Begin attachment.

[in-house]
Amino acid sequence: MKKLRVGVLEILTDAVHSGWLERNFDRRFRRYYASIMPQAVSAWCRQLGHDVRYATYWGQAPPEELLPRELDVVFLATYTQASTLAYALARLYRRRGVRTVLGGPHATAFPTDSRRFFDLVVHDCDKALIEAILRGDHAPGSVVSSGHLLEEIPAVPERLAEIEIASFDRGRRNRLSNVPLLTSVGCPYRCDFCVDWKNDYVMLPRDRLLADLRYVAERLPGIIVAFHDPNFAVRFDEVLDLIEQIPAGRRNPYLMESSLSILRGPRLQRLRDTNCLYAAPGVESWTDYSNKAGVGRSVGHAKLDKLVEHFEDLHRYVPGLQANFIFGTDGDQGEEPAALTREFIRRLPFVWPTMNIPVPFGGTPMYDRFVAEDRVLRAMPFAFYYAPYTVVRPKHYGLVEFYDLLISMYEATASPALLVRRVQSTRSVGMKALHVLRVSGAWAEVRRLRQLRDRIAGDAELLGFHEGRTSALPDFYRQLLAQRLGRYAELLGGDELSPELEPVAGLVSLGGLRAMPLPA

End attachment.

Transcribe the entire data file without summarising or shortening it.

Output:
[in-house]
Amino acid sequence: MKKLRVGVLEILTDAVHSGWLERNFDRRFRRYYASIMPQAVSAWCRQLGHDVRYATYWGQAPPEELLPRELDVVFLATYTQASTLAYALARLYRRRGVRTVLGGPHATAFPTDSRRFFDLVVHDCDKALIEAILRGDHAPGSVVSSGHLLEEIPAVPERLAEIEIASFDRGRRNRLSNVPLLTSVGCPYRCDFCVDWKNDYVMLPRDRLLADLRYVAERLPGIIVAFHDPNFAVRFDEVLDLIEQIPAGRRNPYLMESSLSILRGPRLQRLRDTNCLYAAPGVESWTDYSNKAGVGRSVGHAKLDKLVEHFEDLHRYVPGLQANFIFGTDGDQGEEPAALTREFIRRLPFVWPTMNIPVPFGGTPMYDRFVAEDRVLRAMPFAFYYAPYTVVRPKHYGLVEFYDLLISMYEATASPALLVRRVQSTRSVGMKALHVLRVSGAWAEVRRLRQLRDRIAGDAELLGFHEGRTSALPDFYRQLLAQRLGRYAELLGGDELSPELEPVAGLVSLGGLRAMPLPA